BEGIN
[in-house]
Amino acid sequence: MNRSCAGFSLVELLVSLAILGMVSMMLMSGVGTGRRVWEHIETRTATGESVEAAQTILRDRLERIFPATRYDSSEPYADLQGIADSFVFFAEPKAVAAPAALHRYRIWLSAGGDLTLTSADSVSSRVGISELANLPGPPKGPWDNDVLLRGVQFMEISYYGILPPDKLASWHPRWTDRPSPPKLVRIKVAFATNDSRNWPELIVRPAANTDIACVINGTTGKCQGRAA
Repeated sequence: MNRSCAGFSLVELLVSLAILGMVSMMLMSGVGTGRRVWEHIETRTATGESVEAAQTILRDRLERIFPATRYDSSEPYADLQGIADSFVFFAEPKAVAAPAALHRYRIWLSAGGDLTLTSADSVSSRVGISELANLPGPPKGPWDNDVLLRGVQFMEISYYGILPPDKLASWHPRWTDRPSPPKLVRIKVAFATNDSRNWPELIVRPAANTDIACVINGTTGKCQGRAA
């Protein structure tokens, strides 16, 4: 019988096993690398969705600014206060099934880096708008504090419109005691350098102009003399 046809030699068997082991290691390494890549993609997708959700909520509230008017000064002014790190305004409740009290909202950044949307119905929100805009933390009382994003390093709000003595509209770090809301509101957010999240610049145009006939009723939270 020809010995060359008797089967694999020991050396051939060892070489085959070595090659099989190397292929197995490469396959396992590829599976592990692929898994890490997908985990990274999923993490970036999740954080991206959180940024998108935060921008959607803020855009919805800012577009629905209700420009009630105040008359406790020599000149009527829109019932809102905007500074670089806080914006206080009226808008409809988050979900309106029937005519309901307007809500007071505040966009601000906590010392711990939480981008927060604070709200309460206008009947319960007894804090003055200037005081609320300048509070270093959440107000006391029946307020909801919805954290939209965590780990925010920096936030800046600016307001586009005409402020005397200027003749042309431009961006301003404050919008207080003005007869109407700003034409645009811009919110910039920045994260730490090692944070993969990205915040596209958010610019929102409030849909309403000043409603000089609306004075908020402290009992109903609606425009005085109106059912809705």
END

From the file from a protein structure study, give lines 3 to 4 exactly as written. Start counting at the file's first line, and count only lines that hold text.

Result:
Repeated sequence: MNRSCAGFSLVELLVSLAILGMVSMMLMSGVGTGRRVWEHIETRTATGESVEAAQTILRDRLERIFPATRYDSSEPYADLQGIADSFVFFAEPKAVAAPAALHRYRIWLSAGGDLTLTSADSVSSRVGISELANLPGPPKGPWDNDVLLRGVQFMEISYYGILPPDKLASWHPRWTDRPSPPKLVRIKVAFATNDSRNWPELIVRPAANTDIACVINGTTGKCQGRAA
């Protein structure tokens, strides 16, 4: 019988096993690398969705600014206060099934880096708008504090419109005691350098102009003399 046809030699068997082991290691390494890549993609997708959700909520509230008017000064002014790190305004409740009290909202950044949307119905929100805009933390009382994003390093709000003595509209770090809301509101957010999240610049145009006939009723939270 020809010995060359008797089967694999020991050396051939060892070489085959070595090659099989190397292929197995490469396959396992590829599976592990692929898994890490997908985990990274999923993490970036999740954080991206959180940024998108935060921008959607803020855009919805800012577009629905209700420009009630105040008359406790020599000149009527829109019932809102905007500074670089806080914006206080009226808008409809988050979900309106029937005519309901307007809500007071505040966009601000906590010392711990939480981008927060604070709200309460206008009947319960007894804090003055200037005081609320300048509070270093959440107000006391029946307020909801919805954290939209965590780990925010920096936030800046600016307001586009005409402020005397200027003749042309431009961006301003404050919008207080003005007869109407700003034409645009811009919110910039920045994260730490090692944070993969990205915040596209958010610019929102409030849909309403000043409603000089609306004075908020402290009992109903609606425009005085109106059912809705």